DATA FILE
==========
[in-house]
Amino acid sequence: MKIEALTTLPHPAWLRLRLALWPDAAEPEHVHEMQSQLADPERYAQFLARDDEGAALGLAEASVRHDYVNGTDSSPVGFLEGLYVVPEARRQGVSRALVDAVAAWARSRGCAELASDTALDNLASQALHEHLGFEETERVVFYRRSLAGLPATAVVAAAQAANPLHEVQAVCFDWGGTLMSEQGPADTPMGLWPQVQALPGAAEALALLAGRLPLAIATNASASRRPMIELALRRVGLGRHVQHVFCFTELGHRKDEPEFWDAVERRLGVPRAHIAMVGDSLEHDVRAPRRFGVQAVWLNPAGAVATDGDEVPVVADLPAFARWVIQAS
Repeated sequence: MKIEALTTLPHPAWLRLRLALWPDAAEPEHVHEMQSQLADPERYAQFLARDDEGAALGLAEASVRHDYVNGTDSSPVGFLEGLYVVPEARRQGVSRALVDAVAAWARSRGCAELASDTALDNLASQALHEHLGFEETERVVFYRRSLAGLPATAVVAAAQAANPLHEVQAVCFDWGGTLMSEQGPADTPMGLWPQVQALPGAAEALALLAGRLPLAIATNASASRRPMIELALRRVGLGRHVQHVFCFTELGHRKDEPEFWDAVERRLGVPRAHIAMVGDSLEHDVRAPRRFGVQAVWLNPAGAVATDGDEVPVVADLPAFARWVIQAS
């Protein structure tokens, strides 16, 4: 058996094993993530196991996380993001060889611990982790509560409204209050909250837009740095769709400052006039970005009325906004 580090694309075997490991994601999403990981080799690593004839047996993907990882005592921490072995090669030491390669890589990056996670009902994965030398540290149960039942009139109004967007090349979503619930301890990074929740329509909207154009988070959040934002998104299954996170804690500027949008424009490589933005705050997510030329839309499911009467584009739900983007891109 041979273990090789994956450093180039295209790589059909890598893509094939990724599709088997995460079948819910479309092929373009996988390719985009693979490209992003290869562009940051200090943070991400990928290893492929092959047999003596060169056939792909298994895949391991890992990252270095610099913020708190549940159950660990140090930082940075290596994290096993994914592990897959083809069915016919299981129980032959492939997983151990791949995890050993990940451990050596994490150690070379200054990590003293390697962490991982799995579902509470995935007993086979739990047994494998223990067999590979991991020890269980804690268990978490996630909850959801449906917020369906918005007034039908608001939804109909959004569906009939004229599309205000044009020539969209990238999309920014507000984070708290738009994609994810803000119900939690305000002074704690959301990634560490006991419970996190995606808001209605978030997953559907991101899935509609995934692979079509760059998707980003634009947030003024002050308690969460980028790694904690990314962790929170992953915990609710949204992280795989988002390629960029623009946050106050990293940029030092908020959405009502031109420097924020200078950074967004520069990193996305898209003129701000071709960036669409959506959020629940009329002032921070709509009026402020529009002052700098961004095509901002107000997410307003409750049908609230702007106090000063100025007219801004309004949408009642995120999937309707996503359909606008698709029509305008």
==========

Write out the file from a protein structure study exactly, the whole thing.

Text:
[in-house]
Amino acid sequence: MKIEALTTLPHPAWLRLRLALWPDAAEPEHVHEMQSQLADPERYAQFLARDDEGAALGLAEASVRHDYVNGTDSSPVGFLEGLYVVPEARRQGVSRALVDAVAAWARSRGCAELASDTALDNLASQALHEHLGFEETERVVFYRRSLAGLPATAVVAAAQAANPLHEVQAVCFDWGGTLMSEQGPADTPMGLWPQVQALPGAAEALALLAGRLPLAIATNASASRRPMIELALRRVGLGRHVQHVFCFTELGHRKDEPEFWDAVERRLGVPRAHIAMVGDSLEHDVRAPRRFGVQAVWLNPAGAVATDGDEVPVVADLPAFARWVIQAS
Repeated sequence: MKIEALTTLPHPAWLRLRLALWPDAAEPEHVHEMQSQLADPERYAQFLARDDEGAALGLAEASVRHDYVNGTDSSPVGFLEGLYVVPEARRQGVSRALVDAVAAWARSRGCAELASDTALDNLASQALHEHLGFEETERVVFYRRSLAGLPATAVVAAAQAANPLHEVQAVCFDWGGTLMSEQGPADTPMGLWPQVQALPGAAEALALLAGRLPLAIATNASASRRPMIELALRRVGLGRHVQHVFCFTELGHRKDEPEFWDAVERRLGVPRAHIAMVGDSLEHDVRAPRRFGVQAVWLNPAGAVATDGDEVPVVADLPAFARWVIQAS
């Protein structure tokens, strides 16, 4: 058996094993993530196991996380993001060889611990982790509560409204209050909250837009740095769709400052006039970005009325906004 580090694309075997490991994601999403990981080799690593004839047996993907990882005592921490072995090669030491390669890589990056996670009902994965030398540290149960039942009139109004967007090349979503619930301890990074929740329509909207154009988070959040934002998104299954996170804690500027949008424009490589933005705050997510030329839309499911009467584009739900983007891109 041979273990090789994956450093180039295209790589059909890598893509094939990724599709088997995460079948819910479309092929373009996988390719985009693979490209992003290869562009940051200090943070991400990928290893492929092959047999003596060169056939792909298994895949391991890992990252270095610099913020708190549940159950660990140090930082940075290596994290096993994914592990897959083809069915016919299981129980032959492939997983151990791949995890050993990940451990050596994490150690070379200054990590003293390697962490991982799995579902509470995935007993086979739990047994494998223990067999590979991991020890269980804690268990978490996630909850959801449906917020369906918005007034039908608001939804109909959004569906009939004229599309205000044009020539969209990238999309920014507000984070708290738009994609994810803000119900939690305000002074704690959301990634560490006991419970996190995606808001209605978030997953559907991101899935509609995934692979079509760059998707980003634009947030003024002050308690969460980028790694904690990314962790929170992953915990609710949204992280795989988002390629960029623009946050106050990293940029030092908020959405009502031109420097924020200078950074967004520069990193996305898209003129701000071709960036669409959506959020629940009329002032921070709509009026402020529009002052700098961004095509901002107000997410307003409750049908609230702007106090000063100025007219801004309004949408009642995120999937309707996503359909606008698709029509305008």